Don Seyfer took pride in his community. He founded Seyfer Automotive in 1961, and build the business up, first in Mountain View and later in Wheat Ridge, into an institution of quality and …
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Don Seyfer took pride in his community.
He founded Seyfer Automotive in 1961, and build the business up, first in Mountain View and later in Wheat Ridge, into an institution of quality and reliability. He volunteered his time, from neighborhood efforts, up to national trade associations. He instilled and inspired those around him to give back to the community, too, whether it be his own family or in those who worked with him.
Now, it is time for the community to remember and take pride in Donald C. Seyfer, who died at the age of 79 on June 3, 2020, after years of battling cancer.
Margie Seyfer laughs softly when asked about what she'll remember about her late husband.
"This guy loved his work, loved cars, and loved me," she says.
That love of cars started early for Don, who joined the Sabers of Denver car club at just 19 years old, according to his son Donnie Seyfer.
Don's favorite car, his son says, was a 1941 Lincoln Continental.
"He was still going to Thursday night meetings until he just couldn't, just a few weeks ago," Donnie Seyfer said.
The hobby turned into a career, turned into a business which was run with such care and attention to detail that both Don and Margie Seyfer became nationally recognized automotive business experts.
Don would go on to chair of the National Automotive Technicians Education Foundation, which accredits all automotive programs in the U.S. post-secondary and secondary schools and serve on board of National Institute for Automotive Service Excellence.
The business has been recognized locally as well, being named the 2017 Business of the Year by the West Metro Chamber.
"He was just really dedicated to his customers," Donnie Seyfer said.
The family business has always included a close-knit band of long-time employees, according to Donnie Seyfer, with many joining the company when young, and staying with the Seyfers for many years.
"I'll really remember him as a responsible member of the community, in the best sense of the word," said Wheat Ridge mayor, and longtime friend, Bud Starker, who also served alongside him as part of the Wheat Ridge Business Association. "He would always work on a problem, and bring others in to work on it too. And he would really know the community and how to make it better."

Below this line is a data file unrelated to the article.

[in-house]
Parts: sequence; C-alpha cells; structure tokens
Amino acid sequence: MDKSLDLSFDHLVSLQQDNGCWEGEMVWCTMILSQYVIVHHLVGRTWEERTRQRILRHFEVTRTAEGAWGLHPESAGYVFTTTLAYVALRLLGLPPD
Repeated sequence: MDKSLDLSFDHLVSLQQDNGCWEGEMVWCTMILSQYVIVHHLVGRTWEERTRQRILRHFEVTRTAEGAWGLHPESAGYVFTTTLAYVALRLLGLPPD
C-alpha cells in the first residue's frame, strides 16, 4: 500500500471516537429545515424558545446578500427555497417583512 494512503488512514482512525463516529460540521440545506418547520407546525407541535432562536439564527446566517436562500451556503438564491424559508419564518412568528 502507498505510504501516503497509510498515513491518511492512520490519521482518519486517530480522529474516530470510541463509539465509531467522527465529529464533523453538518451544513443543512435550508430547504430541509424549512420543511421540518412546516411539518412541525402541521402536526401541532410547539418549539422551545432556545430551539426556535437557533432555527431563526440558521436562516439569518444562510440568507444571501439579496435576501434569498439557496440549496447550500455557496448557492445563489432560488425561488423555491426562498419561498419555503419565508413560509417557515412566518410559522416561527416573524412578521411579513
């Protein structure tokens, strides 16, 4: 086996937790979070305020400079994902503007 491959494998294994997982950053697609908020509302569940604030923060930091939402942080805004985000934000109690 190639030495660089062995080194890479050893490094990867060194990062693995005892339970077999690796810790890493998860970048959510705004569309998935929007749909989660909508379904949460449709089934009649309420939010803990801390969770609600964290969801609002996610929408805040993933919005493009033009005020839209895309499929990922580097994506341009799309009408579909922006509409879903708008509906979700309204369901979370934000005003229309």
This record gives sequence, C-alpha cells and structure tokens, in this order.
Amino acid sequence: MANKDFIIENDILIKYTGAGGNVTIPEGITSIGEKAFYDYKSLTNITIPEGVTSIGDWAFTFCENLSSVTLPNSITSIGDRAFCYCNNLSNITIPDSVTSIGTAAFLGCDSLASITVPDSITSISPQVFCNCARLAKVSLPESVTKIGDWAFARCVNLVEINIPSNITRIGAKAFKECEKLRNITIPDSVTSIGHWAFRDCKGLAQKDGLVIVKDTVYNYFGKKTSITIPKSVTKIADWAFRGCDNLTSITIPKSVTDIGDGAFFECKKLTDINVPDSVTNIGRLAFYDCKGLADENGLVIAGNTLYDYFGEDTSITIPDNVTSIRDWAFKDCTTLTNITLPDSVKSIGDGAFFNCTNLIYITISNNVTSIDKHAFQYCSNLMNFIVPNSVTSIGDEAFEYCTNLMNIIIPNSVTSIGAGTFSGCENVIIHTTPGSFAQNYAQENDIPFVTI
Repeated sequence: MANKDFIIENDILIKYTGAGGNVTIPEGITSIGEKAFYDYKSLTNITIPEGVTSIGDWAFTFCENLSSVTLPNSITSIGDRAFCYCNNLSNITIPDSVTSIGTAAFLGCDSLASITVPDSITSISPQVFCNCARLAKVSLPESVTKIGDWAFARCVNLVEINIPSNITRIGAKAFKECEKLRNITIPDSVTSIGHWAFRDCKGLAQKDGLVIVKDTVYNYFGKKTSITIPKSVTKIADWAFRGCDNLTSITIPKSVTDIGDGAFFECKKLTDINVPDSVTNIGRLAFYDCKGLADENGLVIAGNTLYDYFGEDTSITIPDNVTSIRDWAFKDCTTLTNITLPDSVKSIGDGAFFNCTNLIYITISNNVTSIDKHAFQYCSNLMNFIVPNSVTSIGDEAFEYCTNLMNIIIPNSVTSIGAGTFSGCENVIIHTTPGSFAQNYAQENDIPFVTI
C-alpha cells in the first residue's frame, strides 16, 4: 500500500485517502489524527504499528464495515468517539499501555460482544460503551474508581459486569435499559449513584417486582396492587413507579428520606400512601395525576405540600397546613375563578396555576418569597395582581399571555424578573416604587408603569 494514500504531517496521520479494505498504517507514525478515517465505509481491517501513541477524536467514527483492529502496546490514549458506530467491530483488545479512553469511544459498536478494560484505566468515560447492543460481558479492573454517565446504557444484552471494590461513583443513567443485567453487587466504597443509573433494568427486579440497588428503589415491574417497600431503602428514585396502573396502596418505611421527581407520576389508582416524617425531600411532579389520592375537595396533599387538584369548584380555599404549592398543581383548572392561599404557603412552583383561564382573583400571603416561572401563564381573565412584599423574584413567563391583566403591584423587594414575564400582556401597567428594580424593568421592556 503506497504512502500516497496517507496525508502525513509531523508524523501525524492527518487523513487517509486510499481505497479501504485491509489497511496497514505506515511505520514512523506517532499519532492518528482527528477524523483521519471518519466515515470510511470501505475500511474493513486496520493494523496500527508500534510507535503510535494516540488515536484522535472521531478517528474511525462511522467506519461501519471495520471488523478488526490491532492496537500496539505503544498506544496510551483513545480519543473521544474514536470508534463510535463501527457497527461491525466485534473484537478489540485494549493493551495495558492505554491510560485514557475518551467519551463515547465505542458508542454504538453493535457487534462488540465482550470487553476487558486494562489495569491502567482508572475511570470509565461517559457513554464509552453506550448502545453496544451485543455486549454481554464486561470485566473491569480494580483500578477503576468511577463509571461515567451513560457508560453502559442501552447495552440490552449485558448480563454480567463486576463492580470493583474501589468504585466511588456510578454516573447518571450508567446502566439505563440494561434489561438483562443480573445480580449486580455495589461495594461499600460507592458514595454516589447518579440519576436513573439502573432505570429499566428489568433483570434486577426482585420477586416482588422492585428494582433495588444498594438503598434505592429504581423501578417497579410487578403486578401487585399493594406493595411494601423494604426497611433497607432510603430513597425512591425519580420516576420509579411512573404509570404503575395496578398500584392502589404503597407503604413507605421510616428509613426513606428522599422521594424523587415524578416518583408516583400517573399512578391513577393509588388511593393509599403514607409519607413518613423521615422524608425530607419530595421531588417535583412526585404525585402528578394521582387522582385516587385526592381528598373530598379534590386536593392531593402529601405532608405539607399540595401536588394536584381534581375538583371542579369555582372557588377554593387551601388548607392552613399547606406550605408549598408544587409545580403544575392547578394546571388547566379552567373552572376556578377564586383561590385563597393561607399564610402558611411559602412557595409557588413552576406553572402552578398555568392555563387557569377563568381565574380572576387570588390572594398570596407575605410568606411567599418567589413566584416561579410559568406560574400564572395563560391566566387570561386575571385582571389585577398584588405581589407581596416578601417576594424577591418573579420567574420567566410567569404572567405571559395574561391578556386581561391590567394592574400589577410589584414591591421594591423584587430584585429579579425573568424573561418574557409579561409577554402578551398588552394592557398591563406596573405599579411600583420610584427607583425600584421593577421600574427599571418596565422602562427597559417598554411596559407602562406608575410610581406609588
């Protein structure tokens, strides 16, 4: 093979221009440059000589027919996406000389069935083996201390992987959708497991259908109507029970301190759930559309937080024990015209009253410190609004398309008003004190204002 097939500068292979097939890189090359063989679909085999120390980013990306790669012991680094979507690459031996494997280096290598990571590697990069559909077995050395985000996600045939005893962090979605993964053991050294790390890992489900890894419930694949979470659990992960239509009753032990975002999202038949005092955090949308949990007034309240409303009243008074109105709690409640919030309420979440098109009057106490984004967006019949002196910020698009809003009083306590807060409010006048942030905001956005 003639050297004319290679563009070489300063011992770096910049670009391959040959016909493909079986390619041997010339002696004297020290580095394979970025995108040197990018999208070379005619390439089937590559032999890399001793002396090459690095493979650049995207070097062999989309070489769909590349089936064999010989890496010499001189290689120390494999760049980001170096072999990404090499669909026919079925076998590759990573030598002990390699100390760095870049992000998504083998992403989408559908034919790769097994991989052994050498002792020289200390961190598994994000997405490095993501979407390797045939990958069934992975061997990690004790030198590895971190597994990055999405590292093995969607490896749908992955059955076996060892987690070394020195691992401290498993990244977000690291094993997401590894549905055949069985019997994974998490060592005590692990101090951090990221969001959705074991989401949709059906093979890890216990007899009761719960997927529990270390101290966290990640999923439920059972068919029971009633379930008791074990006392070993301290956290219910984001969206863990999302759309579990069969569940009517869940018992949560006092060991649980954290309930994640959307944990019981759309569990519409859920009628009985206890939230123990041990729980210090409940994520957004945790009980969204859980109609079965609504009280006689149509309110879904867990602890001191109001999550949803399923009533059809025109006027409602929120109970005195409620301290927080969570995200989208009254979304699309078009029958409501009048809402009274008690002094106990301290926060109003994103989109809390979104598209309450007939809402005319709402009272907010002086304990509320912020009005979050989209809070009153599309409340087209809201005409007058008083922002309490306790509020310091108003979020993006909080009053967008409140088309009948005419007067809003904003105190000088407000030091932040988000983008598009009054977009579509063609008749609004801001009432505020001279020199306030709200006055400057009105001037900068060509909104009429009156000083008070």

Starker said one recent example was when Wheat Ridge was brainstorming ways of commemorating the city's 50th anniversary, when the topic of the police department's old, rusty first patrol car came up. Starker said Don immediately offered to sponsor the project to get the old car restored to its former glory, and ended up getting much of the restoration work done in his own shop.
"He really does leave a great legacy for the community, Starker said.
Don served as chair of the Wheat Ridge Business Association, as well as chair of WR2020 — now renamed Wheat Ridge Localworks — and also volunteered his time and resources into the activities of the local United Methodist Church and Wheat Ridge High School.
"it's really been a really close knit community," Donnie Seyfer said. He added that community involvement just seems to be in his family DNA, going back to at least Don and Margie's parents, who were also active in their neighborhoods.
Don is survived by Margie; son Donny Seyfer, who is the executive officer of the National Automotive Service Task Force and supporter of local STEM education as a board member of the Foundation for Advanced Stem Education; and son Troy Seyfer, who has taken over operations of Seyfer Automotive as well as his own business, Seyfer Specialty.
The Seyfers also had six grandchildren, four of whom still reside in Wheat Ridge, said Margie.
"And he just delighted in those kids."
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